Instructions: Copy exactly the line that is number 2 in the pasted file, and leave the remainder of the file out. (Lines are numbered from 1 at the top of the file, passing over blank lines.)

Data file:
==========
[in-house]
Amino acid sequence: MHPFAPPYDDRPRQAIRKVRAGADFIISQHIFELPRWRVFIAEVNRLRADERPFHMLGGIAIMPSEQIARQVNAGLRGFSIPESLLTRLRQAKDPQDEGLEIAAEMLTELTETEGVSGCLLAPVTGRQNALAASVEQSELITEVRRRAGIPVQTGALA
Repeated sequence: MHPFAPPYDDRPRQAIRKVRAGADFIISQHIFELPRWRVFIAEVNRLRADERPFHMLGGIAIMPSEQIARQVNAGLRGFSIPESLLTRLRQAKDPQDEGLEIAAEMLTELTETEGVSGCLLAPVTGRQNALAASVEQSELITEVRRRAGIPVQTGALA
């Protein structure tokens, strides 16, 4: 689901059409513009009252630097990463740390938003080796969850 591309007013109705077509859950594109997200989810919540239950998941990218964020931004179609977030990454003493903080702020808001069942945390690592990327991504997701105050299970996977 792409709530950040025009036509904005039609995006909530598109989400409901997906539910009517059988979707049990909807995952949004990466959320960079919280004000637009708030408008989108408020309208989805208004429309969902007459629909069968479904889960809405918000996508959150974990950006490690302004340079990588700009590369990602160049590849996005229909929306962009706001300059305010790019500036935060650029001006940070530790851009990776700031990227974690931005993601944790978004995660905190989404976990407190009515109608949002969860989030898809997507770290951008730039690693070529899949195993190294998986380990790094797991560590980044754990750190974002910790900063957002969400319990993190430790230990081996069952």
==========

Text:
Amino acid sequence: MHPFAPPYDDRPRQAIRKVRAGADFIISQHIFELPRWRVFIAEVNRLRADERPFHMLGGIAIMPSEQIARQVNAGLRGFSIPESLLTRLRQAKDPQDEGLEIAAEMLTELTETEGVSGCLLAPVTGRQNALAASVEQSELITEVRRRAGIPVQTGALA